“I’d already bought some records – I had some neighbours who were DJs and into more the scratching, DMC kind of thing. That was interesting but it wasn’t really my thing, and I only got the virus really dirty after I heard the first acid house and Chicago things and early Detroit stuff – which for me were all more or less the same thing, just abstract house music, techno music, the only thing you heard in early ’88. I probably heard some in ’87 too, but only on the radio; it wasn’t until ’88 that I experienced it in the club. Then I wanted to hear more of that music. In the same year I started playing in local clubs, spinning early dance stuff, a little bit of everything.”


What prompted you to open the Clone record store?

“Well, the label came before the record store. A friend of mine had a record store in the Hague, Hotmix, and that closed down and somehow left a big gap. Right at that time the harder, more commercial house stuff became really big in the Netherlands, and the more – I don’t know if I can call it pure – but the stuff that got me into music began to disappear.”

“That was basically my focus in the beginning: every record that I would sell would be something I’d want to have in my own collection.”

When was this?

“This was probably like ’93-’94. Gabba became really big, and then at the other end of the spectrum they had what’s known as “mellow house” in the Netherlands. You had two scenes, the hard scene and the mellow scene, and that was basically it. There was a small underground scene in and around the Hague and Rotterdam for acid parties and more experimental stuff, and that was the scene I was involved in then. The Hotmix store closed – I think end of ’94 or early ’95 – and there was no other record store concentrating on good dance music, the quality stuff made just for itself and not for money.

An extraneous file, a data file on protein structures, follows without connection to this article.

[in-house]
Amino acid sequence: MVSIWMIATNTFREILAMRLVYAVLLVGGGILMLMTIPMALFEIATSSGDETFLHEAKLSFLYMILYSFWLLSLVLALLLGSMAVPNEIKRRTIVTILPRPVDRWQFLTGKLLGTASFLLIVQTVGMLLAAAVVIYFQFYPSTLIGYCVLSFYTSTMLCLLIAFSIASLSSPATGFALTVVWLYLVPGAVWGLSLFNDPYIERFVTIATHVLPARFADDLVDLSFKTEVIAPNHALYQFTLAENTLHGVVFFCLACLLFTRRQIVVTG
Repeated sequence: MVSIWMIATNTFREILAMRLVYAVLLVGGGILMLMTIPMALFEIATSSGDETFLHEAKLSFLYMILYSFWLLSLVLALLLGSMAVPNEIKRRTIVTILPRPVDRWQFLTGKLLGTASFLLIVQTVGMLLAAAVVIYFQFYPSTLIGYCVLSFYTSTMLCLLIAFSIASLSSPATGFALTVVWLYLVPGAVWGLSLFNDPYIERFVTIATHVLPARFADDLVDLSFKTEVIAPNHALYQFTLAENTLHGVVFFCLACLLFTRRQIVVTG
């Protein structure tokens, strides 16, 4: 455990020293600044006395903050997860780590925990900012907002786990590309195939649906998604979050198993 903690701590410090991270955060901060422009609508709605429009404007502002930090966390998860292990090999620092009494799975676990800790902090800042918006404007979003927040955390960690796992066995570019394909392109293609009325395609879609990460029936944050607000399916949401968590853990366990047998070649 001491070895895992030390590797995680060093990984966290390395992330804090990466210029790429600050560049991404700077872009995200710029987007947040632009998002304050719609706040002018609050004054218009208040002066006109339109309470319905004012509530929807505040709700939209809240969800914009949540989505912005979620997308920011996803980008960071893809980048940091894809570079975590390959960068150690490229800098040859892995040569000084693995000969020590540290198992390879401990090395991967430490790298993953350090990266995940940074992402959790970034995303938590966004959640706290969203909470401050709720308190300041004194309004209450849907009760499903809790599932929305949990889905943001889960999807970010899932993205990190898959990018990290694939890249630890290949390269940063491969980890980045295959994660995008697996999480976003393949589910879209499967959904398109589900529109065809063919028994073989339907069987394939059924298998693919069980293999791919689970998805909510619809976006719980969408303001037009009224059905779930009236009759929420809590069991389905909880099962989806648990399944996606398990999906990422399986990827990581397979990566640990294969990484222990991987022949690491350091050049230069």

“I had some good connections in Germany – I was going there very often and going to all the record stores, so I was already bringing back lots of records for friends and people I knew. I started  a small store with another friend in a really small town, the area where I came from, and after that we opened a small store in Rotterdam, within a skate/graffiti store. We had a small space, it was called Urban Unit, there was the skate store there and a guy selling spraycans for graffiti, a graphic designer, a hairdresser and then I was last coming in with the record store! That place was really, really underground and really small. I didn’t have a lot of money back then, so I started small and only stocked really strong records. The records I had there were the records that I would have in my own collection, because I would say to myself, ‘At least if I don’t sell it, I can have it for my own collection as a double-copy’ or whatever. So that was basically my focus in the beginning: every record that I would sell would be something I’d want to have in my own collection.